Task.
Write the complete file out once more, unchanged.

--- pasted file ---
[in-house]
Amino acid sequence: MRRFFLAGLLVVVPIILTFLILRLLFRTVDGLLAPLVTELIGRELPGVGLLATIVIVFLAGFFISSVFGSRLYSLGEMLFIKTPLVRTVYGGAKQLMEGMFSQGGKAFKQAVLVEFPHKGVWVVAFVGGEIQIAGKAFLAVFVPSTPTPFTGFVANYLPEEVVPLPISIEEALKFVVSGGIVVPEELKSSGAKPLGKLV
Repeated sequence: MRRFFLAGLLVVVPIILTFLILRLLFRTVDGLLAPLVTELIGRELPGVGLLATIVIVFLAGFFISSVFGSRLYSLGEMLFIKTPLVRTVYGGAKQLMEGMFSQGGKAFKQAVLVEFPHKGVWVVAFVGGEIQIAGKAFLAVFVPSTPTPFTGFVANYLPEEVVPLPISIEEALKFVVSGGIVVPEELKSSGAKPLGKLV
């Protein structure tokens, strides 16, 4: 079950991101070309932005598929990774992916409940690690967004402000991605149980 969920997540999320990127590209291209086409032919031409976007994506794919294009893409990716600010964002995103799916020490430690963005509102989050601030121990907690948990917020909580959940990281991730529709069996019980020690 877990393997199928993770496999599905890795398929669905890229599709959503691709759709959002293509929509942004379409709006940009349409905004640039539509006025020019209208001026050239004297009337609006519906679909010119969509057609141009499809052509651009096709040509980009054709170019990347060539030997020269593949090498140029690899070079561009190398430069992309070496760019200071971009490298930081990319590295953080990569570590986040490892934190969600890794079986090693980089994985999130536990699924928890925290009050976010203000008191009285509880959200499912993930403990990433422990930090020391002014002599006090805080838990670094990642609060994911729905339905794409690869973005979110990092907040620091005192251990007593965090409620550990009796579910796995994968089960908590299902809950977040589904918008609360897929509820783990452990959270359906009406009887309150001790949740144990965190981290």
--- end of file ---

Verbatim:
[in-house]
Amino acid sequence: MRRFFLAGLLVVVPIILTFLILRLLFRTVDGLLAPLVTELIGRELPGVGLLATIVIVFLAGFFISSVFGSRLYSLGEMLFIKTPLVRTVYGGAKQLMEGMFSQGGKAFKQAVLVEFPHKGVWVVAFVGGEIQIAGKAFLAVFVPSTPTPFTGFVANYLPEEVVPLPISIEEALKFVVSGGIVVPEELKSSGAKPLGKLV
Repeated sequence: MRRFFLAGLLVVVPIILTFLILRLLFRTVDGLLAPLVTELIGRELPGVGLLATIVIVFLAGFFISSVFGSRLYSLGEMLFIKTPLVRTVYGGAKQLMEGMFSQGGKAFKQAVLVEFPHKGVWVVAFVGGEIQIAGKAFLAVFVPSTPTPFTGFVANYLPEEVVPLPISIEEALKFVVSGGIVVPEELKSSGAKPLGKLV
């Protein structure tokens, strides 16, 4: 079950991101070309932005598929990774992916409940690690967004402000991605149980 969920997540999320990127590209291209086409032919031409976007994506794919294009893409990716600010964002995103799916020490430690963005509102989050601030121990907690948990917020909580959940990281991730529709069996019980020690 877990393997199928993770496999599905890795398929669905890229599709959503691709759709959002293509929509942004379409709006940009349409905004640039539509006025020019209208001026050239004297009337609006519906679909010119969509057609141009499809052509651009096709040509980009054709170019990347060539030997020269593949090498140029690899070079561009190398430069992309070496760019200071971009490298930081990319590295953080990569570590986040490892934190969600890794079986090693980089994985999130536990699924928890925290009050976010203000008191009285509880959200499912993930403990990433422990930090020391002014002599006090805080838990670094990642609060994911729905339905794409690869973005979110990092907040620091005192251990007593965090409620550990009796579910796995994968089960908590299902809950977040589904918008609360897929509820783990452990959270359906009406009887309150001790949740144990965190981290």